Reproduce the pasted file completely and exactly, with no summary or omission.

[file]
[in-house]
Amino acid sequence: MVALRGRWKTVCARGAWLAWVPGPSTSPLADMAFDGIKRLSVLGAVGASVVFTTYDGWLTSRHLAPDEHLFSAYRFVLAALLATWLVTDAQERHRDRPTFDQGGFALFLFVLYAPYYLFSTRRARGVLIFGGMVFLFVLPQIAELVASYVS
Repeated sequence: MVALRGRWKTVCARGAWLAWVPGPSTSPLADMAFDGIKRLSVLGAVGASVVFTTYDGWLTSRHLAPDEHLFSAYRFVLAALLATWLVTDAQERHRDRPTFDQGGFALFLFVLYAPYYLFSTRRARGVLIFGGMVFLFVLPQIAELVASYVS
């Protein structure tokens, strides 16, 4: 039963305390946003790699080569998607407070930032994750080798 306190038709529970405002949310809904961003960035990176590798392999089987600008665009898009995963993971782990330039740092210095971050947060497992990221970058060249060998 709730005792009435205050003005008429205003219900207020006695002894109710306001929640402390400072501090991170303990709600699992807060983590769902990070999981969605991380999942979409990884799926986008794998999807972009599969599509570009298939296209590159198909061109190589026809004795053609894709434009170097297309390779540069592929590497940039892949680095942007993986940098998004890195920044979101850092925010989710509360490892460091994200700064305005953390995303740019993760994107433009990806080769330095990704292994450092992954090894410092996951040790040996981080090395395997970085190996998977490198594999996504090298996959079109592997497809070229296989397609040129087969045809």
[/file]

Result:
[in-house]
Amino acid sequence: MVALRGRWKTVCARGAWLAWVPGPSTSPLADMAFDGIKRLSVLGAVGASVVFTTYDGWLTSRHLAPDEHLFSAYRFVLAALLATWLVTDAQERHRDRPTFDQGGFALFLFVLYAPYYLFSTRRARGVLIFGGMVFLFVLPQIAELVASYVS
Repeated sequence: MVALRGRWKTVCARGAWLAWVPGPSTSPLADMAFDGIKRLSVLGAVGASVVFTTYDGWLTSRHLAPDEHLFSAYRFVLAALLATWLVTDAQERHRDRPTFDQGGFALFLFVLYAPYYLFSTRRARGVLIFGGMVFLFVLPQIAELVASYVS
């Protein structure tokens, strides 16, 4: 039963305390946003790699080569998607407070930032994750080798 306190038709529970405002949310809904961003960035990176590798392999089987600008665009898009995963993971782990330039740092210095971050947060497992990221970058060249060998 709730005792009435205050003005008429205003219900207020006695002894109710306001929640402390400072501090991170303990709600699992807060983590769902990070999981969605991380999942979409990884799926986008794998999807972009599969599509570009298939296209590159198909061109190589026809004795053609894709434009170097297309390779540069592929590497940039892949680095942007993986940098998004890195920044979101850092925010989710509360490892460091994200700064305005953390995303740019993760994107433009990806080769330095990704292994450092992954090894410092996951040790040996981080090395395997970085190996998977490198594999996504090298996959079109592997497809070229296989397609040129087969045809």